Accordingly, Defendants are entitled to qualified immunity as to Sharp's First Amendment Action.23

III. Conclusion

For the reasons set forth above, we will affirm the judgment in favor of Defendants.

FOOTNOTES

1.  Eleven defendants testified at the bench trial in this matter. They were Philip Johnson, William Stickman, Joel Dickson, Mark Krysevig, Rhoda Winstead, Father William Terza and Imam Tanko Ibrahiym, who were assigned to SCI–Pittsburgh during all times relevant to the respective allegations made by Sharp, and William Stickman, Brian Coleman, Jean Mears, Father George Moneck and Imam Abu Bakr Muhammad, who were assigned to SCI–Greene. All of these individuals are Appellees in this matter. The remaining seven defendants did not testify at trial and include Conner Blain, Lieutenant Blakey, Lieutenant Fisher, Melvin Lockett, Lieutenant Matcus, John Miller and Paul Stowitzky.

2.  The parties consented to have the Magistrate Judge conduct all proceedings in this case, including entry of final judgment, pursuant to 28 U.S.C. § 636(c) and Fed.R.Civ.P. 73.

3.  Testimony from Imam Muhammad and exhibits introduced at trial provided general background information regarding the Habashi sect. Pursuant to this information, the Habashis are followers of Abdullah Alharrari Alhabashi, an Ethiopian who settled and taught in Lebanon. The Habashi are offspring of the Al–Ashari community, which was founded by Abu–Hasan Al–Ashari around the year 860 A.D.One of the purported differences between the Habashi sect of Sunni Islam and other Sunni sects is the direction of prayer. As a precondition for a Muslim's prayers to be valid, those prayers must be offered toward the Qiblah, which is the direction to the Kabah, the holy shrine in Mecca. Thus, the direction of a Muslim's prayer is dependent on the orientation between that person's current location and the Kabah. Imam Muhammad estimated that 99.9% of Muslims in the United States pray in a northeast direction. Habashis, however, contend that the Kabah is southeast from the United States, and they pray in that direction.

4.  The Magistrate Judge did not find Sharp's claim that he submitted a handwritten, individual request to Imam Ibrahiym credible because Sharp could not produce a copy of this request at trial despite producing copies of all the other important documents in the case. The Magistrate Judge also found Sharp's claim belied by his grievance requests, which refer to group requests, not an individual request.

5.  Defendant Melvin Lockett, who was a Unit Manager at SCI–Pittsburgh, was the third member of Sharp's PRC.

6.  Collectively, Defendants Johnson, Krysevig, Dickson, Stickman, Winstead, Terza, and Ibrahiym are the “SCI–Pittsburgh Defendants.”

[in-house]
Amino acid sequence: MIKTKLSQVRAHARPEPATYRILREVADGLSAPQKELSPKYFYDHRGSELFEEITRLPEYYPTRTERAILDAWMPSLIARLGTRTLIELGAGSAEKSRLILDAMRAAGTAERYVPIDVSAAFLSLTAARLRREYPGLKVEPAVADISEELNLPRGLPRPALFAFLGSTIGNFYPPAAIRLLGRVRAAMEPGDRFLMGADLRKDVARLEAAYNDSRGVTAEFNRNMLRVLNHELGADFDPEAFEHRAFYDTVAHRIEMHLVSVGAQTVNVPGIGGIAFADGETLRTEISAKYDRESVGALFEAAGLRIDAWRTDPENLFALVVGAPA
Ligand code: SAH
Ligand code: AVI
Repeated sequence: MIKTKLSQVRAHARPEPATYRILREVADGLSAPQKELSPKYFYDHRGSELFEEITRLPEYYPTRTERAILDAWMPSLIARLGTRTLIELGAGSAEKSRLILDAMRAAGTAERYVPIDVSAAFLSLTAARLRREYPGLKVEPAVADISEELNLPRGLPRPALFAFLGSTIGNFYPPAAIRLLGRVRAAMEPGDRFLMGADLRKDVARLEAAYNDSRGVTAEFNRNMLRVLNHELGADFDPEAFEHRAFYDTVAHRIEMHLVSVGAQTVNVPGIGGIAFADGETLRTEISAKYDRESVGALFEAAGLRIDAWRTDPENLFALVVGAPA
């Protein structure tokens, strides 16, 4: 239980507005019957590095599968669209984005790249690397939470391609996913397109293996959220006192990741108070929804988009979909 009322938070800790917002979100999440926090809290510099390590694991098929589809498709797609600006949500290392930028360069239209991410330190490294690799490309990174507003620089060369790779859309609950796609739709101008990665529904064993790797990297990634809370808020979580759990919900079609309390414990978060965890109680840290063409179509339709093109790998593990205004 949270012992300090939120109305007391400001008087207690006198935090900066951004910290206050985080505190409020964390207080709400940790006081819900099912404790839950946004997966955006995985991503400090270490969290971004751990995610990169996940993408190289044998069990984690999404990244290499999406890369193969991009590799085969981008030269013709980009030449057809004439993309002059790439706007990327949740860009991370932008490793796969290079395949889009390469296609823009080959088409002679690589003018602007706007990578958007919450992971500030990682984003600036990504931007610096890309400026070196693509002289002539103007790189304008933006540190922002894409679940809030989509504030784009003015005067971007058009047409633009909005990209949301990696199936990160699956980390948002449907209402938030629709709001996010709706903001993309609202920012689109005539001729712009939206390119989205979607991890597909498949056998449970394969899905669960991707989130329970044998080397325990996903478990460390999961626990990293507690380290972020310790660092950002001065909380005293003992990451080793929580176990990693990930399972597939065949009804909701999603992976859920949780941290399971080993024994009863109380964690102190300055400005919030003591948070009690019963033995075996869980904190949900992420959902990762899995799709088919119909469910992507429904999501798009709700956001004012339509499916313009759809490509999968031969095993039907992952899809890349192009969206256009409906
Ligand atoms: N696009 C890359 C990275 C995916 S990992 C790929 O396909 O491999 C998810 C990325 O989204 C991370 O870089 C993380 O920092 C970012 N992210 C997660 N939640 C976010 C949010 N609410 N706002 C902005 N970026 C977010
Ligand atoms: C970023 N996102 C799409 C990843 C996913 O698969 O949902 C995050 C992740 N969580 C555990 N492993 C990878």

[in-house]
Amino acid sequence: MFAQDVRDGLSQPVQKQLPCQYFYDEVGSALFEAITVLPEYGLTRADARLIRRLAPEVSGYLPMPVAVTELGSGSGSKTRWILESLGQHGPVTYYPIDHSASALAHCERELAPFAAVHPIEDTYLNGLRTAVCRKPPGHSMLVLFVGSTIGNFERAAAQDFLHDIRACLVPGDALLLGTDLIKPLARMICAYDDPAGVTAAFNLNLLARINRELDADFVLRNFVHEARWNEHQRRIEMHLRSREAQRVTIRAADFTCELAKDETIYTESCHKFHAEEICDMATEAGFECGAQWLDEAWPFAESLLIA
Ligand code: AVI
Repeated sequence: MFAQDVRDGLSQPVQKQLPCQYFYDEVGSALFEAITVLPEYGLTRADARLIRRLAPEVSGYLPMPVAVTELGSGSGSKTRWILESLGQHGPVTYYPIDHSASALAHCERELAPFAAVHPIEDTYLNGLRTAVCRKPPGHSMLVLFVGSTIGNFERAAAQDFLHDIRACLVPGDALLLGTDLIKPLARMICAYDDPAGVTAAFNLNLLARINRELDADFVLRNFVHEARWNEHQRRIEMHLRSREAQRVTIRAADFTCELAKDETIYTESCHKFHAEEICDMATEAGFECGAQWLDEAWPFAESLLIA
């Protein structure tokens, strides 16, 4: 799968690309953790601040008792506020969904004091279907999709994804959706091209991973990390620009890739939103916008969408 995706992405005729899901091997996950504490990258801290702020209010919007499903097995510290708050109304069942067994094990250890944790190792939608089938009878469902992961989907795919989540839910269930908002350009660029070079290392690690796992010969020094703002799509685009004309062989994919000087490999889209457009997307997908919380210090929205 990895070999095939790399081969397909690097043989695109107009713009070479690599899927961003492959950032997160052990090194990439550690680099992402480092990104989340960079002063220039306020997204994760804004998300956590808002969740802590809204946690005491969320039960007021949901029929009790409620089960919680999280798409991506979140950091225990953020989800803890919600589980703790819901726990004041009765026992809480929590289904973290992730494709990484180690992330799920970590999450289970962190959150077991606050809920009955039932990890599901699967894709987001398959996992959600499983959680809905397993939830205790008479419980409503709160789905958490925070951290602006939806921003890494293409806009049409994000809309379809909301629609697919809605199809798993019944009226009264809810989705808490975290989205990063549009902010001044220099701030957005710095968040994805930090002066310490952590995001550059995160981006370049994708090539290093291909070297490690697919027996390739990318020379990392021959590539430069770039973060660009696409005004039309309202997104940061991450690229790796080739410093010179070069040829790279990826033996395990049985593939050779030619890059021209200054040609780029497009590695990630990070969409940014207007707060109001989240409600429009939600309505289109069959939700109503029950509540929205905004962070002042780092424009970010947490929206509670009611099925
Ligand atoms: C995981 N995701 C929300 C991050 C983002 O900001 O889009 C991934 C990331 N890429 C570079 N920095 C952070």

7.  Sharp identified the formal name of his religion as “Islam as taught by the Ashariy Community of Ahlus Sunnah wal Jama‘ah,” but he noted that it is commonly referred to as Habashi.

8.  This is the same Defendant who was the Deputy Superintendent at SCI–Pittsburgh during Sharp's incarceration at that prison.

9.  Two others voted to recommend that Sharp's request be denied: the Major–of–the–Guard and the Deputy Superintendent for Centralized Services. The record is not clear who these individuals are, and they do not appear to be named as defendants.

10.  Collectively, Defendants Coleman, Mears, Moneck, Muhammad, Stowitzky, and Stickman are the “SCI–Greene Defendants.” Collectively, the SCI–Pittsburgh and Greene Defendants are the “Defendants.”The Magistrate Judge dismissed, among others, the following defendants prior to trial: Blaine, Miller, Fisher, Lockett, Matcus, and Blakey. On appeal, Sharp has not expressly challenged the dismissal of these parties. In fact, Sharp's supplemental brief only references these individuals in the case caption. Consequently, Sharp has abandoned any issues with respect to these individuals on appeal. See, e.g., Kost v. Kozakiewicz, 1 F.3d 176, 182–83 (3d Cir.1993); Nagle v. Alspach, 8 F.3d 141, 143 (3d Cir.1993).

11.  Counsel was appointed and represented Sharp for much of the pre-trial proceedings, but Sharp's counsel, apparently at Sharp's request, sought to withdraw prior to trial. Thereafter, Sharp proceeded pro se, including at trial.

12.  By Order dated December 28, 2004, the Magistrate Judge granted Defendants' motion to dismiss and/or for summary judgment with respect to Sharp's claims for: compensatory damages under the Religious Freedom Restoration Act, 42 U.S.C. § 2000bb; lost and/or destroyed property; and lost wages and employment opportunities.By Order dated December 28, 2005, the Magistrate Judge granted Defendants' motion for summary judgment, dismissing Sharp's claims asserting violations of his rights under the Eighth Amendment and Fourteenth Amendment's Due Process Clause.